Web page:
What is freedom? This question is easy enough to answer today. To many, the concept of freedom we have now is a quality of life free from the constraints of a person or a government. In America today, the thought of living a life in which one was “owned” by another person, seems incomprehensible. Until 1865 however, freedom was a concept that many African Americans only dreamed of. Throughout early American Literature freedom and the desire to be free has been written and spoken about by many. Insight into how an African-American slave views freedom and what sparks their desire to receive it can be found in any of the “Slave Narratives” of early American literature, from Olaudah Equiano’s The Interesting Narrative of the Life of Olaudah Equiano, or Gustav Vassa, the African published in 1789, to Frederick Douglass’s Narrative of the Life of Frederick Douglass, An American Slave, Written by Himself which was published in 1845. Phillis Wheatley’s poetry and letters and Martin R. Delany’s speech Political Destiny of the Colored Race in the American Continent also contain examples of the African-American slaves’ concepts of freedom; all the similarities and differences among them.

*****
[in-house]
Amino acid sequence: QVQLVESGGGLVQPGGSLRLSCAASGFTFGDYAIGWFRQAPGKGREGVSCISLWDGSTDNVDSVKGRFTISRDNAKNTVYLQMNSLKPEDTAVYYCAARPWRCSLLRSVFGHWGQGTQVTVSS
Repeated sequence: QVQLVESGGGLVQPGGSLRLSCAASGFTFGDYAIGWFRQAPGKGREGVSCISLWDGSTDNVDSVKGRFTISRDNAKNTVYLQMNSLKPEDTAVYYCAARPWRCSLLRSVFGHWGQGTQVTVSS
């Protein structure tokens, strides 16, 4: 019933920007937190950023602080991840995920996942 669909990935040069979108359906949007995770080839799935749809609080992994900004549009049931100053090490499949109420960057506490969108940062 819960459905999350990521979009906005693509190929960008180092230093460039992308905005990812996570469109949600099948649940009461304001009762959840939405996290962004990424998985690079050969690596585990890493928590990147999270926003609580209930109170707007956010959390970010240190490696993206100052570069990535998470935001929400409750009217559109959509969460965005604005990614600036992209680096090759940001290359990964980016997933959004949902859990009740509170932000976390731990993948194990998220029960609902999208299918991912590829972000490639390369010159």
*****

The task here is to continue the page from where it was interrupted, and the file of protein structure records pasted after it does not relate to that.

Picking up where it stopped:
Olaudah Equiano was not an American born slave. He was born and raised well into his childhood in Africa with his family. His slave narrative, The Interesting Narrative of the Life of Olaudah Equiano, or Gustav Vassa, the African, published in New York in 1791 however, had a lasting impact on America as it described the inhumane treatment of Africans being sold into slavery (Baym 1: 687). Equiano’s initial concept of freedom stemmed from his childhood of which he speaks very fondly, describing his homeland as a “nation of dancers, musicians and poets,” a...
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Marsh-Lockett, Carol P. “Martin Robison Delany.” Afro-American Writers Before the
Harlem Renaissance. Ed. Trudier Harris-Lopez and Thadious M. Davis. Detroit:
Gale Research, 1986. Dictionary of Literary Biography Vol. 50. Literature
Resource Center. Web. 28 Nov. 2013.
Scheik, William J. “Subjection and prophecy in Phillis Wheatley’s verse paraphrase of
scripture.” College Literature 22.3 (1995): 122+. Literature Resource Center. Web. 28 Nov. 2013.
Wheatley, Phillis. “Letter to Rev. Samson Occom, New London, Connecticut.” Baym
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